The Exactus rear stock is very different from the WOOX Wildman. While they both share the same LOP adjustment shims, the Exactus has an adjustable cheek rest. Just insert the included Torx driver into the hole you see on the side. Release the tension and you can adjust the cheek rest up or down.
At the bottom of the stock, WOOX removed the QD sling stud of the Wildman and added a Picatinny rail for adding a rear monopod.
I am not a fan of rear monopods and prefer to use a rear bag. I would have preferred WOOX to have carried over their design at the front end of the stock and inlay a short M-LOK insert rather than a Picatinny rail. That way you can add a rail or leave it alone and the stock could act as a bag rider.
Since the QD sling stud was removed from the bottom of the stock, they added it to the left side of the stock.
Below are comparison pictures of the WOOX Wildman versus the Exactus.
Out of the box, without installation, the Exactus weighs 4 pounds 2.8 ounces.
Remington BDL? Why?
While the WOOX chassis are nice to look at and try to bring the traditional wooden stock to the 21st century, they somewhat missed the ball when it comes to feeding the Remington 700. The aluminum core of the chassis is cut for Remington 700 BDL spring floor plates. I don’t own a Remington 700 BDL and neither do any of my friends. I had hoped I could use the Magpul bottom metal and use Magpul AICS magazines but sadly it does not fit. Thanks to my friend Paul, I learned about Kwik Klip. It is a bottom metal with a short 4rd magazine designed specifically for BDL stocks.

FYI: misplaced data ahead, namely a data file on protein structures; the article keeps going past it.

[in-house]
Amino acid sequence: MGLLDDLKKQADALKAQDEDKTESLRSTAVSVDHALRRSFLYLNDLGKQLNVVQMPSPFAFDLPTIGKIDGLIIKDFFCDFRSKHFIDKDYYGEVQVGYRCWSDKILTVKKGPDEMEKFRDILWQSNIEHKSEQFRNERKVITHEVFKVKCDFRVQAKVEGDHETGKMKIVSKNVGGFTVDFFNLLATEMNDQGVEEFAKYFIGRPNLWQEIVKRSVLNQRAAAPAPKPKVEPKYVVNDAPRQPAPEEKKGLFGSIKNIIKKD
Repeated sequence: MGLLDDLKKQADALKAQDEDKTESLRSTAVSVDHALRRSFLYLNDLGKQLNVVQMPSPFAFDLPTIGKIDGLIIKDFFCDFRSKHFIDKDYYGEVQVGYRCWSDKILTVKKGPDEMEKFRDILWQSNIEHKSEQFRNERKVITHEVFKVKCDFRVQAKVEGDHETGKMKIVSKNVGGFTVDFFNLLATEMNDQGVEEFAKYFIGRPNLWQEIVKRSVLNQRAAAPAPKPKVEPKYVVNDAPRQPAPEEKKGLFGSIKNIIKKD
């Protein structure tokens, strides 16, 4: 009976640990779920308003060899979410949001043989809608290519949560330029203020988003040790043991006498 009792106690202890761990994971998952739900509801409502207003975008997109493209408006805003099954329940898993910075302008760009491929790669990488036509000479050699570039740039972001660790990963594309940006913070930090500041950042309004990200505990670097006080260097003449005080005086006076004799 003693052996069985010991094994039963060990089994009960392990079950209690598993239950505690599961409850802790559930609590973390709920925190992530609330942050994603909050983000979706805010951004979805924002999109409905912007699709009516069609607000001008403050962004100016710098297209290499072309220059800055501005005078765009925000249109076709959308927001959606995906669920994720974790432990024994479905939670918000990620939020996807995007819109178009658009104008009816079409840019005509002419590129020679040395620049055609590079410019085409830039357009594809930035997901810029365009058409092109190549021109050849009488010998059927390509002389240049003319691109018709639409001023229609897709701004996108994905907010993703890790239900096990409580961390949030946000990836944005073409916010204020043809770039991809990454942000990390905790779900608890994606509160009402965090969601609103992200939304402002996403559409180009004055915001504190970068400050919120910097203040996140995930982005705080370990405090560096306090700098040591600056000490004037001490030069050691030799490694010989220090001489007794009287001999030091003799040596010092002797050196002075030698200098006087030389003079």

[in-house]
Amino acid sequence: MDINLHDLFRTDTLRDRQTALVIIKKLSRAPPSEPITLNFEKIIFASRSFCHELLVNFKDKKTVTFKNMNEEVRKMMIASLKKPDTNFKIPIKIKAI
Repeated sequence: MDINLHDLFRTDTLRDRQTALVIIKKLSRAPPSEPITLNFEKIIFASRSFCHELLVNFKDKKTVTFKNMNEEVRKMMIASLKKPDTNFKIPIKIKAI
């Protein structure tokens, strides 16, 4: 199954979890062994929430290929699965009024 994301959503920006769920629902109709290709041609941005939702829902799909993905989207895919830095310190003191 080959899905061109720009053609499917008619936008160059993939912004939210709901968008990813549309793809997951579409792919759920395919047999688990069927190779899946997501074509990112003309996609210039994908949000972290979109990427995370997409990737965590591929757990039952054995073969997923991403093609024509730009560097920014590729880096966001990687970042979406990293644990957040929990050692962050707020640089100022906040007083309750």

The Kwik Klip cost $120 a Cabela’s! It would have been easy to redesign the hole in the WOOX Chassis for a Magpul bottom metal or anything else that uses AICS pattern magazines. Legacy Sports has a bottom metal insert for Remington 700 BDL and it is only $69 with the magazine. I could not find one and did not want to wait for it to be shipped.
Toward the rear of the metal stock tang are some textured notches just below the rear of the action.
Woox has told me that they are working on a new cut for bottom metal that will take AICS magazines. They project it will be ready in June.
WOOX Stocks QC Issues
One of my complaints about the WOOX Wildman and Exactus chassis is how boring the metal core is.
I feel the slab sides of the metal receiver is too smooth. They could have embellished the aluminum a little bit with some CNC cuts to match the lines and aesthetics of the wood grip and forearm. Upon closer inspection of the WOOX Wildman and Exactus, you can see some cosmetic issues with the stock. There are faint scratches.